||Rodeo DH trails at Blackridge
One-way trails for beginners and kids
The Rodeo DH trails are located in Herriman, just 1/2 mile uphill from
the popular Blackridge Pond recreation site. These two short and easy
trails are intended for children and true beginners. With the information
on this page, parents may find it easier to decide on this activity. For
details about the connected trails, see the pages on lower
Blackridge and the upper Blackridge
View southwest as the Mutton Bustin' and Buckaroo
trails rejoin at the bottom. Photos and review by Bruce
on June 25, 2021.
|The trails are reached via the Blackridge trail, which
starts at the far northwest corner of the parking area at Blackridge Pond.
There are several parking spots on the west end reserved for trail users.
The pond features a small playground, covered picnic area, and bathroom.
The trail area is 100% sun-exposed and will get warm on summer
afternoons. The trails dry quickly after rain. The usual riding season
will be mid-April through November, but the trails may occasionally be
clear for standard bike traffic in winter.
Looking southwest at Blackridge Pond from the
||To reach the Rodeo DH trails, pedal up the Blackridge trail.
The trail is broad and smooth at this point, with a gradual uphill slope.
There will be 100 vertical feet of climbing over the 0.7 miles to the
Rodeo DH entry (around 1.5% average slope).
On the way uphill at mile 0.4, you'll first pass the trail fork to Sidewinder.
Keep left. Next comes the exit from the Rodeo DH trails. Keep left on the
hairpin turn. The trail sign here could be a bit more clear. Even the
"No Uphill Riding" part can be easily overlooked, or
misunderstood because the trail is fairly flat at this point and newbs to
the system may not know which end goes "uphill." This trail exit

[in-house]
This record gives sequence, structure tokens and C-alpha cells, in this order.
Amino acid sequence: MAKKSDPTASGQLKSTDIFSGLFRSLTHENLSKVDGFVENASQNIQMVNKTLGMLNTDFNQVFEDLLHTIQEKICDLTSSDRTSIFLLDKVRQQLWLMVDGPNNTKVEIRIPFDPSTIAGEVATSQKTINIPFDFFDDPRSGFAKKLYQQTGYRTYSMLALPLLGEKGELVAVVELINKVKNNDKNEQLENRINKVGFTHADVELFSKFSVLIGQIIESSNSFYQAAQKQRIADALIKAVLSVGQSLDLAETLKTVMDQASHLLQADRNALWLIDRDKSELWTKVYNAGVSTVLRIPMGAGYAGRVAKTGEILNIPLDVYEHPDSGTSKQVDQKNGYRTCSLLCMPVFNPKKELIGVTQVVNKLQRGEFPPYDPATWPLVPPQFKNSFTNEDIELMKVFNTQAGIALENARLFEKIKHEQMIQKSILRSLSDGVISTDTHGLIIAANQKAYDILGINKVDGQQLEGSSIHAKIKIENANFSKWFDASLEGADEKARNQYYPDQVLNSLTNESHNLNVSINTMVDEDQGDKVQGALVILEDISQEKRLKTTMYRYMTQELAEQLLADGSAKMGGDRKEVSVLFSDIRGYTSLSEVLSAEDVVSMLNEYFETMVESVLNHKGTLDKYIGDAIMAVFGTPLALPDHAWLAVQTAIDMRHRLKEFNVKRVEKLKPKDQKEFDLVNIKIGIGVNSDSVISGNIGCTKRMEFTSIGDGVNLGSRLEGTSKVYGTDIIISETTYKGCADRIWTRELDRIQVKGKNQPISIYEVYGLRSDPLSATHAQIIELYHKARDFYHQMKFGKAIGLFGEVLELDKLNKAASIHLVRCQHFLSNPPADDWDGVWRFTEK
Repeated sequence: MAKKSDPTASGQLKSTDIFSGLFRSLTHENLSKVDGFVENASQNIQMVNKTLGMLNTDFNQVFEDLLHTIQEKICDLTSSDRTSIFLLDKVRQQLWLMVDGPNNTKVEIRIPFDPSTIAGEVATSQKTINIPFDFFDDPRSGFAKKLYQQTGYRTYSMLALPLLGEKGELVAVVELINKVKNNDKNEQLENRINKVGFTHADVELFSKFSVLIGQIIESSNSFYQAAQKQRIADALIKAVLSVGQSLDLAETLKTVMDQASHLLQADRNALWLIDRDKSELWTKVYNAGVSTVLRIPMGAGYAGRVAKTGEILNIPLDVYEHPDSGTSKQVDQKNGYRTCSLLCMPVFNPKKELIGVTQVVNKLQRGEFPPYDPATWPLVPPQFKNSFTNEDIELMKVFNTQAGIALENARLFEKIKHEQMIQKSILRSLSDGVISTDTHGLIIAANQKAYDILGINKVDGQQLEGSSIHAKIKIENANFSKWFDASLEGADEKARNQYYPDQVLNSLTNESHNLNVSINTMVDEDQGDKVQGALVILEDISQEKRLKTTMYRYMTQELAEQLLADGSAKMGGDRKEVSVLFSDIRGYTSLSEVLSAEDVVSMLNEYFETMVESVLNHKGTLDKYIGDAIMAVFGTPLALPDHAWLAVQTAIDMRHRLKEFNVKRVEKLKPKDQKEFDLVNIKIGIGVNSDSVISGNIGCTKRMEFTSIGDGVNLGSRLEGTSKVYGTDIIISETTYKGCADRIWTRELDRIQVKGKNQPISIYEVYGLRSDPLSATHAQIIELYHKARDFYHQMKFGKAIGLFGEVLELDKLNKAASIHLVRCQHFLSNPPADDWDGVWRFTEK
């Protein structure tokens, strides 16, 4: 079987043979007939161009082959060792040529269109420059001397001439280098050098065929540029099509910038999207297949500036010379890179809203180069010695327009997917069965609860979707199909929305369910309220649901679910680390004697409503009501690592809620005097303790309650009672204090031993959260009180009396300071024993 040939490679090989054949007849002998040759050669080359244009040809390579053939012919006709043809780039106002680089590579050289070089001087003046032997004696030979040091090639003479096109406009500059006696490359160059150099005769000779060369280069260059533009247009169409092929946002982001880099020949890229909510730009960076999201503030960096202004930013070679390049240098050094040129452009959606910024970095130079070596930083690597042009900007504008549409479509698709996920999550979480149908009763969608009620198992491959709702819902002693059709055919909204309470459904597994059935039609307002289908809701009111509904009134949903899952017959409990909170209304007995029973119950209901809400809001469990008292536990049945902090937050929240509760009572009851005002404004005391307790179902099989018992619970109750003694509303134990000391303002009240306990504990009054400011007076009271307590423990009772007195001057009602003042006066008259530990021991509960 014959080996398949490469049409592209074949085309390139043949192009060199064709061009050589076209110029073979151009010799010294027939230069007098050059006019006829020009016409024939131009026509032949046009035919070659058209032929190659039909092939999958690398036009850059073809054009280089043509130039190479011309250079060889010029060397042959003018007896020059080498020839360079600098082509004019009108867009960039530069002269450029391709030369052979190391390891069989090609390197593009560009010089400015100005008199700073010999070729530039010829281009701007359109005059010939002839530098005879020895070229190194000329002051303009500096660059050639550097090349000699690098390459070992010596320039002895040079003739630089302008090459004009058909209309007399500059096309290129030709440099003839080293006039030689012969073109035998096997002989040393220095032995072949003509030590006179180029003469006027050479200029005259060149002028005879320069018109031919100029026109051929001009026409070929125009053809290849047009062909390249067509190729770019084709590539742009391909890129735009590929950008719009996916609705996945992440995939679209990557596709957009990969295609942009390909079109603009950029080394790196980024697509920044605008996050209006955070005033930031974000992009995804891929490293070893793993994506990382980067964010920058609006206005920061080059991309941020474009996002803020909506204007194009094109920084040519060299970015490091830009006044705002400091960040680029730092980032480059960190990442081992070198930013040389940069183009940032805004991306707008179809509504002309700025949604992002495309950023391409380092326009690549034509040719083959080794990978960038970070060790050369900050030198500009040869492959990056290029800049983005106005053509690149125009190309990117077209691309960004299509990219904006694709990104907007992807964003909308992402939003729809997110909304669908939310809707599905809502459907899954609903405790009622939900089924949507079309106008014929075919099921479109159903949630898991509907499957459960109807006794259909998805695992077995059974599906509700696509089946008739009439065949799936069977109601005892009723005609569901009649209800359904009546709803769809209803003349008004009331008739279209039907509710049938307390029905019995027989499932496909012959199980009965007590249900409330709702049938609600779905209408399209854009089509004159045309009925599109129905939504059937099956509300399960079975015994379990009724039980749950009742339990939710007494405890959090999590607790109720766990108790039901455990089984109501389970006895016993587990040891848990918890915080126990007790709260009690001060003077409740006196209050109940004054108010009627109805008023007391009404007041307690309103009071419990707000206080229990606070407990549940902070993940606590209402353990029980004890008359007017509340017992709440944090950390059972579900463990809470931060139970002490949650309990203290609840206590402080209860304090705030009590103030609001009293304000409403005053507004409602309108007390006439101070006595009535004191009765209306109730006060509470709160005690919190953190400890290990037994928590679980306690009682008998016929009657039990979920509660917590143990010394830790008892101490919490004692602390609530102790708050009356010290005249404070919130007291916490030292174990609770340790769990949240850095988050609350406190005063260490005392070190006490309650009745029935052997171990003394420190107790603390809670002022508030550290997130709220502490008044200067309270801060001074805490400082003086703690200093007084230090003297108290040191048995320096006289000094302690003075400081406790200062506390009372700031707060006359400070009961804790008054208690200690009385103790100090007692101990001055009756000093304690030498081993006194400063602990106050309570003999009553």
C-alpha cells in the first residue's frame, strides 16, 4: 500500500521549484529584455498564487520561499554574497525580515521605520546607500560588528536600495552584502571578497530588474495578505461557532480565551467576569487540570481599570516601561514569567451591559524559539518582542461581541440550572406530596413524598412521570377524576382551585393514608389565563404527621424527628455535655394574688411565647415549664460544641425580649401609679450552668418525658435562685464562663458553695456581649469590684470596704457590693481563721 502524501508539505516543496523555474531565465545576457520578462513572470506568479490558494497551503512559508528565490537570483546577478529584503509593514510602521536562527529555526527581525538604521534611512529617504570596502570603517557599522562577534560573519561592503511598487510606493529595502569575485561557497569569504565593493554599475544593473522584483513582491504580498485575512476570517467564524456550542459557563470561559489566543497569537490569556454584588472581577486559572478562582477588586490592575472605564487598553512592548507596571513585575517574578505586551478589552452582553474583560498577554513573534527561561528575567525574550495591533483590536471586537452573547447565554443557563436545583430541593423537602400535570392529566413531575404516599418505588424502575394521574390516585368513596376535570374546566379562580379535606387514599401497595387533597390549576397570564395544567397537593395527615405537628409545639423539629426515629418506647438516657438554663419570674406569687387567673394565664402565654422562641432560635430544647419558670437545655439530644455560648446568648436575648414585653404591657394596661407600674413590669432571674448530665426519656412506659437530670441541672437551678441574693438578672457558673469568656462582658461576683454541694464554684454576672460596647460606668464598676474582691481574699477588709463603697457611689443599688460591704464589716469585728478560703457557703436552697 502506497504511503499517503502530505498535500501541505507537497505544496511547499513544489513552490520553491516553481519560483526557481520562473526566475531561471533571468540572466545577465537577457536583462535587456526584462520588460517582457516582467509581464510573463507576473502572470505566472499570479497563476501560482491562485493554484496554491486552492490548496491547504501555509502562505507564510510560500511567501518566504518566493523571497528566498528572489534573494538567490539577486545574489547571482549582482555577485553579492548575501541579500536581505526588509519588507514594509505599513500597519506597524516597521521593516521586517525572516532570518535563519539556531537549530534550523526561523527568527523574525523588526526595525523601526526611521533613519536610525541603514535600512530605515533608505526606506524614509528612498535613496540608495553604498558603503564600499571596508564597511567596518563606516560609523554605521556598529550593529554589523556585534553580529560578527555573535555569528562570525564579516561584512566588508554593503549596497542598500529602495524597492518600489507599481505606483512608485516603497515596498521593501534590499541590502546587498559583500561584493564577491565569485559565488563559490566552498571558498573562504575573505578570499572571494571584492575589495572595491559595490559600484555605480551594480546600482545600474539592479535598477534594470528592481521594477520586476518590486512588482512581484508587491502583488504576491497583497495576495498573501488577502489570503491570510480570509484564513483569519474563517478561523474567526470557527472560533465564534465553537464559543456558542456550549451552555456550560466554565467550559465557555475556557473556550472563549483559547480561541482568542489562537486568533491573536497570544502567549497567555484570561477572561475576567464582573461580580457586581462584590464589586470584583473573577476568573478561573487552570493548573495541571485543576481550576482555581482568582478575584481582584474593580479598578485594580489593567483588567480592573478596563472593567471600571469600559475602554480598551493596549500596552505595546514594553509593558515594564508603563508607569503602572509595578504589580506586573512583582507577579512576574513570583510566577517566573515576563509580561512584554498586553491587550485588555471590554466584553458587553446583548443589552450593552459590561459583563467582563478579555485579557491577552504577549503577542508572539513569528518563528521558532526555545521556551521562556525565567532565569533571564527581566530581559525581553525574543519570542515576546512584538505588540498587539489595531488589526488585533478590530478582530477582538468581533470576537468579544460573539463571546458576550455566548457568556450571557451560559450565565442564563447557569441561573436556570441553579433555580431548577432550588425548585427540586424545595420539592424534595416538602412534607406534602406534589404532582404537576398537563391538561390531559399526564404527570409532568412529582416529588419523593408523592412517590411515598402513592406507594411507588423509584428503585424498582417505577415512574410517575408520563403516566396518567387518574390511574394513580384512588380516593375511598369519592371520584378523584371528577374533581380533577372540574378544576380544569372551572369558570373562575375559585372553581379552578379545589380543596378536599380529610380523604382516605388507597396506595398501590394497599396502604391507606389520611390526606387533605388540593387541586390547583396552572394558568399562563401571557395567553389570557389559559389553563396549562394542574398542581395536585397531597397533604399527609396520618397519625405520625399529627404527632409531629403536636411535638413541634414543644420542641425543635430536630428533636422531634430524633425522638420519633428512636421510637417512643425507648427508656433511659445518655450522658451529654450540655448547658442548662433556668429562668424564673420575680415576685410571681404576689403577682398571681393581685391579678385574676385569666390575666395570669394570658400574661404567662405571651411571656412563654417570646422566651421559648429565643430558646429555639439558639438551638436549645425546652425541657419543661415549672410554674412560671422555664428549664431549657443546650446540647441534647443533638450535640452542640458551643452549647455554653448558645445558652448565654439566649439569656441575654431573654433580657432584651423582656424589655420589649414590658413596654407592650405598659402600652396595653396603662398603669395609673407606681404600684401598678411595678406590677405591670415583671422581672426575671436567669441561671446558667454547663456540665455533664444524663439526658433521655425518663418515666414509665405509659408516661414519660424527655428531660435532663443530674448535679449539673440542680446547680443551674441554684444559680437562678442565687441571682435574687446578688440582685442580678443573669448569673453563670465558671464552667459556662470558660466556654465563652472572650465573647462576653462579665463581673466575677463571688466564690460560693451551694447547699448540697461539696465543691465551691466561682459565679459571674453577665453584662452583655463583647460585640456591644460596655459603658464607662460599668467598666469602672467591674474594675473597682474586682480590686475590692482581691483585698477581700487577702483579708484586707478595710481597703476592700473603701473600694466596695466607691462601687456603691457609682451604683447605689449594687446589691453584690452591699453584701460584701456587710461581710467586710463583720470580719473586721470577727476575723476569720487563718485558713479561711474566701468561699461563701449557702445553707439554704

needs a dedicated sign that says Do Not Enter. Maybe it will have one by
the time you ride.
Climbing Blackridge. The trail was rebuilt in 2020
for a more meandering but less erosion-prone layout and an easier climb
for the kids.
|At mile 0.7 of easy uphill pedaling, you'll reach the entry
to Rodeo DH on your right. Meanwhile, the Blackridge trail continues
uphill and becomes a bumpier and steeper ride before it ends at the
junction of Eric's trail and Diamondback.
The Rodeo DH entry immediately splits into two trails called Buckaroo
and Mutton Bustin'. The trail on the right, Mutton Bustin', is shorter and
significantly easier. I suggest it be the first trip down the mountain for
We're at the entry to Rodeo DH! Mutton Bustin' on the
right; Buckaroo on the left.
The Mutton Bustin' trail is 0.2 miles long. It has a steady and gentle
rate of descent as it winds back and forth across the hillside. At this
time, any embedded rocks are small and don't require that a child stand on
the pedals to bump over them.
Mutton Bustin' rejoins Buckaroo just before the trails exit onto
Blackridge. The climb back uphill to the top of Rodeo DH is 0.3 miles with
less than 50 feet of total climbing.
Mutton Bustin' is less than 1/4 mile long.
For those of you whose culture hasn't educated you to the